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April 14, 2008
Blood Protein Levels Associated with Asthma Risk
A new study links variants in a gene to the risk for developing asthma. The variants affect levels of a protein that can be measured in blood, raising the possibility that asthma risk could one day be measured with a simple blood test.
Asthma is a chronic disease that causes narrowing of the airways, making breathing difficult at times. More than 22 million people in the United States have asthma, including 6.5 million children under age 18.
Previous studies showed that levels of a blood protein called YKL-40 were elevated in people with asthma and correlated with the disease’s severity. YKL-40 is thought to have an effect on airway inflammation, but its role isn’t yet understood. With funding from NIH’s National Heart, Lung and Blood Institute (NHLBI) and National Center for Research Resources (NCRR), a research team led by Dr. Carole Ober at the University of Chicago asked whether this protein might cause, or be a marker for, asthma.
As reported on April 9, 2008, in the online edition of the New England Journal of Medicine, the researchers examined over 750 members of an isolated community, the Hutterites, who live on communal farms in South Dakota. Studying a group of such closely related people who live in a similar environment makes it easier for researchers to identify differences in the genetic code that affect disease.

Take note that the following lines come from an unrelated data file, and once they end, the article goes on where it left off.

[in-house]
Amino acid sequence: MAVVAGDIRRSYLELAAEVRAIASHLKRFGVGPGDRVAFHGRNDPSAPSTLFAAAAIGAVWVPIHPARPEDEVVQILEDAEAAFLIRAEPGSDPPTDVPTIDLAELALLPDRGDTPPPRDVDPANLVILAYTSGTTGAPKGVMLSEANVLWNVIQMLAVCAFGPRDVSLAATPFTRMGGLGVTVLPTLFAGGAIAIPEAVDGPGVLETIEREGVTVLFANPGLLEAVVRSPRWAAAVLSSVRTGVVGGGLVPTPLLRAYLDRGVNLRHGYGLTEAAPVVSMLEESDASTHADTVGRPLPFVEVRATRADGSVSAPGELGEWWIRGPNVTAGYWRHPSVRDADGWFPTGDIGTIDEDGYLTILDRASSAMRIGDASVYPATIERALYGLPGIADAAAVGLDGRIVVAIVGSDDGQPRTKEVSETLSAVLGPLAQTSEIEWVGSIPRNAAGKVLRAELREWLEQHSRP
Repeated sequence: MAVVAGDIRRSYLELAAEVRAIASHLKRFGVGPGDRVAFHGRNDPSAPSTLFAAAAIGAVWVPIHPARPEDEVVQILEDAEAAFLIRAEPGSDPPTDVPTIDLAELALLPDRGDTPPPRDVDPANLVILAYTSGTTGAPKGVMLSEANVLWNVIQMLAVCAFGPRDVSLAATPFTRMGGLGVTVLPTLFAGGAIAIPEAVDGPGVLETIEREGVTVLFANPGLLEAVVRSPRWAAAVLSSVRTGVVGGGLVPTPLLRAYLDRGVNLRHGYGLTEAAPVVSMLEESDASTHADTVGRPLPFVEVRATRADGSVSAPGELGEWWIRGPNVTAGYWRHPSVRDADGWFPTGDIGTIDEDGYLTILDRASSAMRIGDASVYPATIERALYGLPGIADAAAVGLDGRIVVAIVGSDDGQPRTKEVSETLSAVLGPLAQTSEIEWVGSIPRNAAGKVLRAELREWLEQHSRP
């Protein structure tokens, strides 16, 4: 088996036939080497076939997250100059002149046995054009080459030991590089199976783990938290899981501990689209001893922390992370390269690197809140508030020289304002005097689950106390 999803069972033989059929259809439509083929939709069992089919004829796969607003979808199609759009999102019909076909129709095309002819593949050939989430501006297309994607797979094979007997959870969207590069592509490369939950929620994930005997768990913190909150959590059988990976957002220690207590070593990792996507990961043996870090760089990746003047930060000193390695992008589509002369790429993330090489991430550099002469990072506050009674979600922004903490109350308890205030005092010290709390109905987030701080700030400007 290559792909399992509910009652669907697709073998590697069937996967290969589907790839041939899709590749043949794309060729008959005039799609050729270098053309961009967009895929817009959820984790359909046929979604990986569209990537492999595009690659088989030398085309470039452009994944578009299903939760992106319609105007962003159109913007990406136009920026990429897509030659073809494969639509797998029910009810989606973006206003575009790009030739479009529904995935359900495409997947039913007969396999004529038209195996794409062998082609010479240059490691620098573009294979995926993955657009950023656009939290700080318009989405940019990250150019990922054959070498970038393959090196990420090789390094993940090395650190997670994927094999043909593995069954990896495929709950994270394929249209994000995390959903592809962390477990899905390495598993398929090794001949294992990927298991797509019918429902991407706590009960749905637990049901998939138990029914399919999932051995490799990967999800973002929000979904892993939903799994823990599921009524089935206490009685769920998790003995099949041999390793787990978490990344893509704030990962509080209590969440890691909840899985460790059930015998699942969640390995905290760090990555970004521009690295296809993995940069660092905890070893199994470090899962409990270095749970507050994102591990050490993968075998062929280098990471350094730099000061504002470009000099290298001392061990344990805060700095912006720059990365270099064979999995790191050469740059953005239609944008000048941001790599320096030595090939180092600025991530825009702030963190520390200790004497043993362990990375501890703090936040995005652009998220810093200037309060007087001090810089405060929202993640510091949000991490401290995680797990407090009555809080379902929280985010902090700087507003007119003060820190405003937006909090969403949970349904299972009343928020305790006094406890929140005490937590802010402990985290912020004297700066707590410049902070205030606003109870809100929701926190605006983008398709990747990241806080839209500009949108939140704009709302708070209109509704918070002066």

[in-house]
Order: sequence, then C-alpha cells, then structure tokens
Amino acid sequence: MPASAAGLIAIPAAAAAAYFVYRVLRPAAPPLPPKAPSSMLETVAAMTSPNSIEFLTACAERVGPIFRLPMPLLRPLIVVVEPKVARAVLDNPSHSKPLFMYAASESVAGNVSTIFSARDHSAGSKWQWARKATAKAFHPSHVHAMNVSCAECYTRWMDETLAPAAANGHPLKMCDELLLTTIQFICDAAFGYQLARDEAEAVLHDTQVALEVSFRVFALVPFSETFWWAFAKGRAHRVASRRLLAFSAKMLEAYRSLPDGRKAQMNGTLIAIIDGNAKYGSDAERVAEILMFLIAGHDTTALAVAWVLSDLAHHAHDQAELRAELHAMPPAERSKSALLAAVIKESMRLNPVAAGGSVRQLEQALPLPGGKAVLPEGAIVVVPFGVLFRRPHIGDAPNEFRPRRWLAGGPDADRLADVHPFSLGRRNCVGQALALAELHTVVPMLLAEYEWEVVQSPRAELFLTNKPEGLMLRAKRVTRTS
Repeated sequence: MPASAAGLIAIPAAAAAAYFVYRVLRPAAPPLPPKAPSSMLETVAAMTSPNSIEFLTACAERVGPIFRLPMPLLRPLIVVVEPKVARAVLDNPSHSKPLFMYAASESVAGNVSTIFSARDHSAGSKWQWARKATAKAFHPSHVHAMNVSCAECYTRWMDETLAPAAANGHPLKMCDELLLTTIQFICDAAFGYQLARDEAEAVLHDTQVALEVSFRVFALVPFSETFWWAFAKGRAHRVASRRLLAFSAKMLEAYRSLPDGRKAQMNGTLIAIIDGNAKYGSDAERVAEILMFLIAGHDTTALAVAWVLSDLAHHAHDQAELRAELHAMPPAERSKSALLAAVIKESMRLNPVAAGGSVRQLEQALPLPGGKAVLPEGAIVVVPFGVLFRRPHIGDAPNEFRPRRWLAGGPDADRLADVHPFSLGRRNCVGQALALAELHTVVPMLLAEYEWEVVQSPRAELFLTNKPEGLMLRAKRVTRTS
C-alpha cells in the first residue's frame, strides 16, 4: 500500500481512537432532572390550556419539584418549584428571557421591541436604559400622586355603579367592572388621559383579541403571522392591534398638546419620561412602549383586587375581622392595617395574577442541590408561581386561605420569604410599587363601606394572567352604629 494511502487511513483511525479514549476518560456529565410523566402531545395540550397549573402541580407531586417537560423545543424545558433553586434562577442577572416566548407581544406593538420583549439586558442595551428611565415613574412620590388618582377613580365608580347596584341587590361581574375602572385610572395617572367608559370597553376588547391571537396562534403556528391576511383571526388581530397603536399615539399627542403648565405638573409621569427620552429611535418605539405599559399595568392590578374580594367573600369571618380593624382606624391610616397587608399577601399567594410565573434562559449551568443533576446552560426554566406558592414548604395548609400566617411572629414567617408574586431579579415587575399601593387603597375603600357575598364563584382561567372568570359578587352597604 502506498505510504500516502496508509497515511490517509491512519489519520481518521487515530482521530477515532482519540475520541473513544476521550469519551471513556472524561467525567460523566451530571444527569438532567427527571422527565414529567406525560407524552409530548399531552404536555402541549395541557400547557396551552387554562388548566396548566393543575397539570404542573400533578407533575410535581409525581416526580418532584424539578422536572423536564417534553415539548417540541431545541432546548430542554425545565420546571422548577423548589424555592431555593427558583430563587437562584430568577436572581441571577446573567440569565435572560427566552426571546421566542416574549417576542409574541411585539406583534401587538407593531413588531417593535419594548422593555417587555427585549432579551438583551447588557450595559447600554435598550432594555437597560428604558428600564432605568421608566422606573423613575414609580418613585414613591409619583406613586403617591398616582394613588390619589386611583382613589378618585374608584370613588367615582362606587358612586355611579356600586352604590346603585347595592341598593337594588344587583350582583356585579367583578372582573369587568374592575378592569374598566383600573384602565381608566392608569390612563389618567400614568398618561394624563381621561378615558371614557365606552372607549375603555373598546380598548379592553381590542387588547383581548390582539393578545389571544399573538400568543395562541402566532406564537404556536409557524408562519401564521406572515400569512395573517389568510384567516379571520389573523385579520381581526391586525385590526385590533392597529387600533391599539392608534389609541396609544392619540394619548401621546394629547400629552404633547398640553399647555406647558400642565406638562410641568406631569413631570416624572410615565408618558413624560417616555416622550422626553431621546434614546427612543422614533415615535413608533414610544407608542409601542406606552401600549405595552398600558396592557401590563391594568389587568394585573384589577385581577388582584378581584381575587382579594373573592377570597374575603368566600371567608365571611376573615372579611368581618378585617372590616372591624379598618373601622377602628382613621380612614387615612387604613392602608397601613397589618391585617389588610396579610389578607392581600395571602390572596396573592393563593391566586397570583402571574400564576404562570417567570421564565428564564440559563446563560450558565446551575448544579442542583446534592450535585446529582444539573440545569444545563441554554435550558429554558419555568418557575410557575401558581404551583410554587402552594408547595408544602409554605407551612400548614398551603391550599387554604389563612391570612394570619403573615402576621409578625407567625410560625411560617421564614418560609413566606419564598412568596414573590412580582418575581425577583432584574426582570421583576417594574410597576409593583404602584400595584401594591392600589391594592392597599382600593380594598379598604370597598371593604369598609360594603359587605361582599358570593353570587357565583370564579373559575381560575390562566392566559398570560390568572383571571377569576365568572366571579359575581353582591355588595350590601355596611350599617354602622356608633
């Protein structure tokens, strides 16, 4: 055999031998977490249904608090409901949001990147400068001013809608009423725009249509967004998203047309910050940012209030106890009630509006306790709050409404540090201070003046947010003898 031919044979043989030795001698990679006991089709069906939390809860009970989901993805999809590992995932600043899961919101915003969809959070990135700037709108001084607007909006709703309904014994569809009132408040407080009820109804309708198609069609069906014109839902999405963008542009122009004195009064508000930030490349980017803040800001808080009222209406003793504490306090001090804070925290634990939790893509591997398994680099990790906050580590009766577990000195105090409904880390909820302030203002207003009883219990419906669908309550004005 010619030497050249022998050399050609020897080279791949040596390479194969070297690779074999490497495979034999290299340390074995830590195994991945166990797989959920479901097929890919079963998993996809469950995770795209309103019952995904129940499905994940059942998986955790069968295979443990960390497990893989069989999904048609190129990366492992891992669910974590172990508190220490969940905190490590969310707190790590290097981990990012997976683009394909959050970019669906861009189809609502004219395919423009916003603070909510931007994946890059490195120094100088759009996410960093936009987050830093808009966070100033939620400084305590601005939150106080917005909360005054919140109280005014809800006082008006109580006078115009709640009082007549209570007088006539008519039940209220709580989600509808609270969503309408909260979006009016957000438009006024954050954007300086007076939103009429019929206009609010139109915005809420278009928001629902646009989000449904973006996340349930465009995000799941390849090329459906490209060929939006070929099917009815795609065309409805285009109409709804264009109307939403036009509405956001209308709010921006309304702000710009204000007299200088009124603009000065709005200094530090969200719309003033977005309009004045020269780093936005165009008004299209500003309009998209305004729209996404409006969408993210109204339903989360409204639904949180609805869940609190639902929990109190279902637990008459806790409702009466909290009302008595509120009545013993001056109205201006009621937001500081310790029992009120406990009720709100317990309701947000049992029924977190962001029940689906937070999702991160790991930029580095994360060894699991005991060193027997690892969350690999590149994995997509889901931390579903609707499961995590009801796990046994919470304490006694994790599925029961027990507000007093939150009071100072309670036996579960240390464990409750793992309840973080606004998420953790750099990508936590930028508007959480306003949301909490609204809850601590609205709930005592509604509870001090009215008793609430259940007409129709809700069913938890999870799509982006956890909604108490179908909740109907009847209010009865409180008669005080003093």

The researchers found that blood serum levels of YKL-40 were 15% higher in Hutterites with asthma than in those without. They also found that differences in blood levels of YKL-40 were due almost entirely to inherited genetic differences.
The most significant effects on YKL-40 levels were variations in the “promoter” of the gene for YKL-40. Promoters are genetic regions that regulate gene expression, or how active a gene is. Higher expression of this gene results in more YKL-40 in the blood.
A change in a single letter of the genetic code in the promoter region of the gene that encodes YKL-40, the researchers estimate, can account for almost 10% of the variation in blood YKL-40 protein levels among Hutterites. This single-letter change was associated with both reduced lung function and asthma. Those with 2 copies of 1 version had an asthma rate of 18%; those with 2 copies of the other had a rate of 7%. Those with 1 of each had rates in between, at 11%.
The researchers studied 3 additional, more genetically diverse white groups in Wisconsin, Chicago and Freiburg, Germany. They saw a connection between the variants and asthma in 2 of the 3 groups. Those with 2 copies of 1 version of the gene had double the risk of developing asthma as the others.
Larger studies will be needed in the future to confirm these associations. Further study of YKL-40 and how it works may help us understand how immune system development affects the risk of developing asthma.
Knowing an individual’s genetic type or blood levels of YKL-40 may also serve as a useful marker for detecting and treating asthma early. Dr. James P. Kiley, director of NHLBI’s Division of Lung Diseases, said, “These findings will help pave the way for more research on pre-empting the development of disease.”